No matter what the clients’ needs are for their special event, with the right tent rental company, some imagination and flexibility, the space outside their back door can be transformed into the stuff dreams are made of.
Based in Plymouth, Minn., Maura Keller frequently writes about applications of
Because of the upswing in the economy, tent rental companies are finding that customers are not complaining quite as much about the price of certain items. And upselling new and trendy items isn’t as difficult as it used to be.
So how can tenting companies upsell backyard soirees? Begin by putting the clients at ease. Let them talk through their plans and then ask as many questions as you can.
“Questions not only help with the coordination and logistics but also avail themselves for the opportunity to upsell,” says Jill Ivey, event designer at Beachview Event Rentals & Design in Woodbine, Ga. She also stresses “pictures, pictures, pictures.”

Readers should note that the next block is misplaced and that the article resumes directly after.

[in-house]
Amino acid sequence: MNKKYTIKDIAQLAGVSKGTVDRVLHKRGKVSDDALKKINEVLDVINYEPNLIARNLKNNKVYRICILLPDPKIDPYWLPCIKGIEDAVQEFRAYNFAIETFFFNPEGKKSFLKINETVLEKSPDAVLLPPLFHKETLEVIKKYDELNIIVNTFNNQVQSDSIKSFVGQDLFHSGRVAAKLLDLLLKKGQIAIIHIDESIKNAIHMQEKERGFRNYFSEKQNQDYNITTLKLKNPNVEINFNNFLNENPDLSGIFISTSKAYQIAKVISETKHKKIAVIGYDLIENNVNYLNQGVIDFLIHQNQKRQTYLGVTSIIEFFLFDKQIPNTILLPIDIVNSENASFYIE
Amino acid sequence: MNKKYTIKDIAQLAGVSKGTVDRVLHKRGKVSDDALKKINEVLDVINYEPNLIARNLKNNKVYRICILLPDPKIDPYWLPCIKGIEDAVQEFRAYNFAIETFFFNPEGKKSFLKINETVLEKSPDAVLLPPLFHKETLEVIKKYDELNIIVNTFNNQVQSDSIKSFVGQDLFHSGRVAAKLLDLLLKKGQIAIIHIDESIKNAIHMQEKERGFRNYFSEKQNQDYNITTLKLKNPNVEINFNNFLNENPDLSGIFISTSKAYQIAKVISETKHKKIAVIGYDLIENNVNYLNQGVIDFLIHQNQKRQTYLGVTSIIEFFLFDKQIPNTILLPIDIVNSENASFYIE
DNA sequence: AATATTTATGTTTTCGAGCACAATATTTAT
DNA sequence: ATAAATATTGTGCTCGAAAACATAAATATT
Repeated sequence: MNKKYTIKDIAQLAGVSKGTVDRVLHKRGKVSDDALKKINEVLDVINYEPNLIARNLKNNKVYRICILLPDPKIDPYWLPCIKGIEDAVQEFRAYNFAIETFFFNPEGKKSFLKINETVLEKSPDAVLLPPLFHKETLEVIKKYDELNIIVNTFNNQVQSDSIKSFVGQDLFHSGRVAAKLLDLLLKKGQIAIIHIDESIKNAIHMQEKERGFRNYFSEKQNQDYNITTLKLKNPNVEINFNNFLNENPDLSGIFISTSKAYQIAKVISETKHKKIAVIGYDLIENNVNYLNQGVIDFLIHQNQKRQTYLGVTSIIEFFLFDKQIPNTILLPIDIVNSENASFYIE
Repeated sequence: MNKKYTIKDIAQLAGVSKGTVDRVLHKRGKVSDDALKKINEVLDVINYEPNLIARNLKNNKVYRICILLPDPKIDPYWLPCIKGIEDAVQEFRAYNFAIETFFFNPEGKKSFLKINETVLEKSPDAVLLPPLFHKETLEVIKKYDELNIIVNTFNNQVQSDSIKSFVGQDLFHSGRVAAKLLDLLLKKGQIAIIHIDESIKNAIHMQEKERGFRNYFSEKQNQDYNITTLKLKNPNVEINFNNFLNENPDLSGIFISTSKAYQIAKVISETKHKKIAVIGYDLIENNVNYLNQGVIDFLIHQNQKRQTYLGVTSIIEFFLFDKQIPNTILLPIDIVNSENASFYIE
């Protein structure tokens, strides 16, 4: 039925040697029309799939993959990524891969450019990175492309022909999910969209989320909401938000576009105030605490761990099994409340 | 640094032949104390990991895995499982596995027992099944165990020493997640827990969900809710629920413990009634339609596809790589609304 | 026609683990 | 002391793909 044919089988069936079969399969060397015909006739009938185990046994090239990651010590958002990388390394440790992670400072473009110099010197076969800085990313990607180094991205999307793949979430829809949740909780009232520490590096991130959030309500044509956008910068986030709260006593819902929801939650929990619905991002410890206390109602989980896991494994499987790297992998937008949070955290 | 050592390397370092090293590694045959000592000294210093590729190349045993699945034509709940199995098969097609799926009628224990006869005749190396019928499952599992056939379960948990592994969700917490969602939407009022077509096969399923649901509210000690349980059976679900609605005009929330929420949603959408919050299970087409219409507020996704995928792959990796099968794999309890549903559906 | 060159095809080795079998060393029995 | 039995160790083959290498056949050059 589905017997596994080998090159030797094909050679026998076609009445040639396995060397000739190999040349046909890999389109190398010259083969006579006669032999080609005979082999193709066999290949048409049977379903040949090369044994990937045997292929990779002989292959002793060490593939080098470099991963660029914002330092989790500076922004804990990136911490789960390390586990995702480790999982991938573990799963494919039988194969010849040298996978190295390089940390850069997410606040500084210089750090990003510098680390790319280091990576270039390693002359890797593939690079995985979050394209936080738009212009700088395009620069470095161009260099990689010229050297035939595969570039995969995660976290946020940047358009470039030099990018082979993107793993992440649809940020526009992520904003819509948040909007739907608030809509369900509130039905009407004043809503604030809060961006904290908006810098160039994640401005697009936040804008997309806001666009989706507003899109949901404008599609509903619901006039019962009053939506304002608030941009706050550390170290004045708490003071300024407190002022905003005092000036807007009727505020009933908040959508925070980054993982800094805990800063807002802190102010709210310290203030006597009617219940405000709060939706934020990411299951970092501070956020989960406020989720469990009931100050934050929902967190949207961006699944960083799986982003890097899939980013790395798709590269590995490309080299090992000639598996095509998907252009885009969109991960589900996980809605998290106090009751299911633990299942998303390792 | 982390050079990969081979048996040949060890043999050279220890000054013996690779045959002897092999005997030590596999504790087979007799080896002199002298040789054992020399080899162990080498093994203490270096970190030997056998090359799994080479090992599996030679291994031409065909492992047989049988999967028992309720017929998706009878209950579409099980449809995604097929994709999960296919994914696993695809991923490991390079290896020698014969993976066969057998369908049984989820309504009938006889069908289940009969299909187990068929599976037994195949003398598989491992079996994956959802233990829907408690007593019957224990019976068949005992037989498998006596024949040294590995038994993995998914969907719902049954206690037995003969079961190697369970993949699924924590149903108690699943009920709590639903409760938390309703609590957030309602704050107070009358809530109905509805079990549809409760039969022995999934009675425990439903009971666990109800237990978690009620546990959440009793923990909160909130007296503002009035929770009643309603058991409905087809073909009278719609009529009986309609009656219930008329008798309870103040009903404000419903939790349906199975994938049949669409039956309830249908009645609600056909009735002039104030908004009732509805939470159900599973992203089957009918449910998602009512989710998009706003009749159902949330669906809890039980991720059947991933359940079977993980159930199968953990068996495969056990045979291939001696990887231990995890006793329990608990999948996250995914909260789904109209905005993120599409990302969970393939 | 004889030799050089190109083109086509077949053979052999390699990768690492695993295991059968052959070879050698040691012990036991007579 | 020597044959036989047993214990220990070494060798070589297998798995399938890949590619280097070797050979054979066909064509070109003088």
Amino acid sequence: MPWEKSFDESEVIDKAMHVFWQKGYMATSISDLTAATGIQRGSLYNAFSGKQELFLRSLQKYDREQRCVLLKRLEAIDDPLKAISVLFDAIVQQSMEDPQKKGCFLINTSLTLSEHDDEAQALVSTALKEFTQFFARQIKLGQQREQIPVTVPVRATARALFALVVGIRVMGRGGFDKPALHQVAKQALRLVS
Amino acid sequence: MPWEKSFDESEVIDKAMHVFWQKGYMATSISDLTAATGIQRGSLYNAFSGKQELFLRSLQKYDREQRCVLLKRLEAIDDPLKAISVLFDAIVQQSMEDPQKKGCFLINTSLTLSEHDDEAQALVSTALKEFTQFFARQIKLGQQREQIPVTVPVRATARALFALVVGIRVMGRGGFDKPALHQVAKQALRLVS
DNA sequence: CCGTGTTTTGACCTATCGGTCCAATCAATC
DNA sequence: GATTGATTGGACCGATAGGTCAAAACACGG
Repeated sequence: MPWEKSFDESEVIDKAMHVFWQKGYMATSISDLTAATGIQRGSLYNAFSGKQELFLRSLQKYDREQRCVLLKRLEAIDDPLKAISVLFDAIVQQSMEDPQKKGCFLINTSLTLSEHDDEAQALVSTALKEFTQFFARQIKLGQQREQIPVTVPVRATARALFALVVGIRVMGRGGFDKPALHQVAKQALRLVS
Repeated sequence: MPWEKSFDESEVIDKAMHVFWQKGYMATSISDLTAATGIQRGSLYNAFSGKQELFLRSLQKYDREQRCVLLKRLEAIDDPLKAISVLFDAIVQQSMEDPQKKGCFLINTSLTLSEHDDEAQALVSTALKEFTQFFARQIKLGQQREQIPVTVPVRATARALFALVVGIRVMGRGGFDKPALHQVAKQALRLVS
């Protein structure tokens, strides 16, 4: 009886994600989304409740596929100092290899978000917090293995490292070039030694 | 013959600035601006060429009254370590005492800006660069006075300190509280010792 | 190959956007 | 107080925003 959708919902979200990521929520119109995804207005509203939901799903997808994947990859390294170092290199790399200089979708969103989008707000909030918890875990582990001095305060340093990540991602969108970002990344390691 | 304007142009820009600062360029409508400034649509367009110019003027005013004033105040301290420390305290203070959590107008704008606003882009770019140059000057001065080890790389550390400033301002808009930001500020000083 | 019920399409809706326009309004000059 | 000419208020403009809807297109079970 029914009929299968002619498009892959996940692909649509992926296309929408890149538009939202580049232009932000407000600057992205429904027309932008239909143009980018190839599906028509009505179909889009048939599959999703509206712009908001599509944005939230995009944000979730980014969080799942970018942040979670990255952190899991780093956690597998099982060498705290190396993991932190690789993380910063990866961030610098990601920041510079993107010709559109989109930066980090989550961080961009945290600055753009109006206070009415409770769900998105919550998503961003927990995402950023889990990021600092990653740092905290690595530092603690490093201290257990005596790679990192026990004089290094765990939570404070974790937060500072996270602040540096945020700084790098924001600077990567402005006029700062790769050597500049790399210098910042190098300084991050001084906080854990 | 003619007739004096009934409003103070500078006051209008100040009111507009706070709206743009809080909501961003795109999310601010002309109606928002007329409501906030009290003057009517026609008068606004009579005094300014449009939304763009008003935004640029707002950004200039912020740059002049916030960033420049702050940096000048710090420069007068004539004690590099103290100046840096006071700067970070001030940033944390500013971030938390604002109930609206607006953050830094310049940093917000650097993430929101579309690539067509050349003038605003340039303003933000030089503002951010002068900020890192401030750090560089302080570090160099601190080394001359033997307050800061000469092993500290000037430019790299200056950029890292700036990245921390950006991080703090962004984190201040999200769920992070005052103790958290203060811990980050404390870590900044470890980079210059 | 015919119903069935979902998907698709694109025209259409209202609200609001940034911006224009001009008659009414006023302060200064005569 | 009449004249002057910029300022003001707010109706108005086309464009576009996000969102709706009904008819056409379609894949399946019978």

“Listen to the client and look at their reference pictures to pick up on what they are looking to accomplish,” Ivey says. “Then you can offer better suggestions. You never know where their priorities lie until they tell you.”
Terry Turner, owner of All Occasions Party Rentals in Knoxville, Tenn., focuses on upselling decor. “Whether it is our bistro lighting, lounge furniture or our draping, we encourage all of our customers to look at the possibilities,” Turner says. “We also try to sell flooring for the nicer events.”
Pelican Tents and Events of Shreveport, La., strives to get to know its customers so the team knows which upsell items could best benefit the event. As owner Moss Duvall explains, each customer is different, so you have to examine their visions.
“It is easy to upsell them on a higher quality chair,” Duvall says. “Or upsell them from basic PAR lighting to string lighting. Suggest using whiskey barrels instead of cocktail tables. Depending on the size of the event we try to take care of each detail for them to make it as easy as possible for them. It really is the little things that count.”